Bid to backtrack on Oresharski blunder on threat to public servants
A further attempt has been made to backtrack on Plamen Oresharski’s controversial statement that people on the public payroll who take part in anti-government protests will be dismissed.
The November 15 statement by Oresharski, appointed in May 2013 to sit in the prime minister’s chair in the Bulgarian Socialist Party government, has led to two formal complaints to the Prosecutor-General’s office while some lawyers have told the media that the threat was in violation of Bulgaria’s constitution and statutes.
At the November 15 meeting with a group of “civic organisations”, Oresharski said that the government wanted to have the best people in the administration and that was why it was trying to get rid of people who took part in anti-government protests.
He also was quoted as referring to “operational data” about participants in the anti-government protests, which since mid-June have been continuing to demand the resignation of the BSP governnment, fresh elections and thorough political reforms.
Media reports at the time linked the statement to a reported request from the Sofia BSP to its local structures to get people who wanted government jobs to a pro-government demonstration on November 16. That demonstration saw people, many low-income, brought in by bus and train from BSP and Movement for Rights and Freedoms strongholds, given free food and drink – a show in Sofia that seemed not to fully achieve its hoped-for turnout as video walls along Tsarigradsko Chaussee were left without spectators and reports said that some of those bussed-in bunked to go to a football match instead. Turnout at the pro-government rally remains a matter of dispute.
Also a matter of dispute is whether what Oresharski said was legal, or for that matter, just what he meant by what he said.
MRF leader Lyutvi Mestan offered a re-interpretation as the controversy due, seeking to ameloriate the impact of Oresharski’s remark, while on November 19, MRF MP Yordan Tsonev said that Oresharski had meant those who protested during working hours and who sought to commit sabotage by concealing documents that would lead to the suspension of European Union funds.
By the time of Tsonev’s statement, the Association for European Integration and Human Rights had on November 18 approached the Prosecutor-General’s office asking for action against Oresharski on the grounds that he had violated fundamental human rights provisions in the Bulgarian constitution.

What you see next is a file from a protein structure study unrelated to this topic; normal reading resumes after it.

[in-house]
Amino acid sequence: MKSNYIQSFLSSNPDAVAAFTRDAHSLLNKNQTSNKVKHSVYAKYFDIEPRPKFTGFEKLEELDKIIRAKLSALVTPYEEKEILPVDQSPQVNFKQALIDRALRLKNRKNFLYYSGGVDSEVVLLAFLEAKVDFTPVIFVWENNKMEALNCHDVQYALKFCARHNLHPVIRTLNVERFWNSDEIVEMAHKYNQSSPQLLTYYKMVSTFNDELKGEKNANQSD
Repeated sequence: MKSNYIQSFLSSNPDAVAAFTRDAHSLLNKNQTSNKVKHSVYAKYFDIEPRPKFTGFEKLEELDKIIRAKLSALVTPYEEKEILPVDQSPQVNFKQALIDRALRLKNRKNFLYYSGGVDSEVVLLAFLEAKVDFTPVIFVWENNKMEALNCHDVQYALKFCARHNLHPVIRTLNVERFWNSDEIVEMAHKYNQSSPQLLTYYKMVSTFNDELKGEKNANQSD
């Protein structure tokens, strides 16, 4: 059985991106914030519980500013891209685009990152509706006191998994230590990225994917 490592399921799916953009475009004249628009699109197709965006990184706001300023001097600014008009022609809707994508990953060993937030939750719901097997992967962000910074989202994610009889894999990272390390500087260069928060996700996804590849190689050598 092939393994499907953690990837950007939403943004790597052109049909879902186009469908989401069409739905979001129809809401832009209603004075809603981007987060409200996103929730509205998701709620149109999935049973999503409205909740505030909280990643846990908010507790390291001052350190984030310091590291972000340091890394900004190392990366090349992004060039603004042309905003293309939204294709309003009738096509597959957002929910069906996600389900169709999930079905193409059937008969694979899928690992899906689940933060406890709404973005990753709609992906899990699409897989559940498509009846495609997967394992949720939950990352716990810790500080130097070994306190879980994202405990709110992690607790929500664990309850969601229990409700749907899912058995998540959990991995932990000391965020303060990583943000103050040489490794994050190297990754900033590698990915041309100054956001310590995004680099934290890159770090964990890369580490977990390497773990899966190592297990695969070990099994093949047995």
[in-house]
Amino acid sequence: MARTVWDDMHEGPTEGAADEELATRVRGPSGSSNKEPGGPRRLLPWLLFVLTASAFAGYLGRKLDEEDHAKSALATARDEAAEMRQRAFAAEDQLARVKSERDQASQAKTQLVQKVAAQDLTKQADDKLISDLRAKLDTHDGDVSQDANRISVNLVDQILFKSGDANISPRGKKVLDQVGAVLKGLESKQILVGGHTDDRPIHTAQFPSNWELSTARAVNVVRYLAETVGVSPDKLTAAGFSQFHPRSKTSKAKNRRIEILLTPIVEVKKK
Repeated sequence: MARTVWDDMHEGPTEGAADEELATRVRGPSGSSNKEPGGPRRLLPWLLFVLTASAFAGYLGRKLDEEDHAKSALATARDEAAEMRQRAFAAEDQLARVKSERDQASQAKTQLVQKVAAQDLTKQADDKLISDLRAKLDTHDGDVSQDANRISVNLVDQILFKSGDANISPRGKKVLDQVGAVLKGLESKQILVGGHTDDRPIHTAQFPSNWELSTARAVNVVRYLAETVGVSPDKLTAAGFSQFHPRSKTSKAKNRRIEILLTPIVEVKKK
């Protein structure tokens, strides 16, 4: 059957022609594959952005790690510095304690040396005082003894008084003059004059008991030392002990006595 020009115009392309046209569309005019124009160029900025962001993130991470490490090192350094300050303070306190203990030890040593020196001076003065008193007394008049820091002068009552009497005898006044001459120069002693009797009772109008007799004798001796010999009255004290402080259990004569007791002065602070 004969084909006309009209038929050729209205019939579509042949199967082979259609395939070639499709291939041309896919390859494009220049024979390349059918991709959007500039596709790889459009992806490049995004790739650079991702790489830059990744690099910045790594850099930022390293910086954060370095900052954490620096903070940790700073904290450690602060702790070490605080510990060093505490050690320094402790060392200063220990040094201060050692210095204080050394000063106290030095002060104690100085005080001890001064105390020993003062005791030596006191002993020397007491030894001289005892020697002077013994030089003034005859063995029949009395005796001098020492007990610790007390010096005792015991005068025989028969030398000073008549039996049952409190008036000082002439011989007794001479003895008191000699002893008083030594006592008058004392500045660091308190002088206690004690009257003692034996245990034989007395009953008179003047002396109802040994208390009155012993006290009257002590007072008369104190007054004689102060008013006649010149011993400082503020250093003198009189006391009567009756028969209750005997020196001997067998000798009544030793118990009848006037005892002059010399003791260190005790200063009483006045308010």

The association’s Mihail Ekimdzhiev said that the November 15 statement by Oresharski was a clear threat leading to the suppression of personal opinion and the right to peaceful assembly. Lawyer Ekimdzhiev said that this was a basis for initiating pre-trial proceedings and Oresharski being charged with a crime.
At the same time, Ekimdzhiev dismissed a statement by opposition centre-right GERB leader Boiko Borissov that Oresharski, as a public servant, should be dismissed for taking part in the November 16 political event. In law, the prime minister was not a public servant, Ekimdzhiev said, adding that he took what Borissov said as “folk humour”.
On November 19, GERB said that it was referring Oresharski’s statement to the top office-bearers of the European Commission and to the Prosecutor-General of Bulgaria.
The complaint was being filed to European Commission President Jose Barroso, to Viviane Reding, European Commissioner for Justice, Fundamental Rights and Citizenship, and Cecilia Malmstrom, European Commissioner for Home Affairs, GERB said.
Senior GERB MP Desislava Atanasova said that such a stance on the part of a prime minister not only threatened Bulgarian civil servants but also the fundamental rights of citizens to impart freely information and ideas.
GERB’s Krassimir Tsipov, who along with Atanasova filed the formal complaint to the Prosecutor’s Office, said that he expected prosecutors to investigate the actions of Oresharski and of the authorities who were collecting operational data on those participating in the anti-government protests.
Asked by reporters for his reaction to the approaches to the Prosecutor’s Office, Oresharski said on November 19 that he respected the protesters “so long as they do not protest when they should be at work and so long as they do not sabotage state institutions”.
He said that all protesters had the right to demonstrate in their free time.
“Sabotage of institutions” was when employees attended protests during working hours. Oresharski said that he was not worried about the formal complaints against him.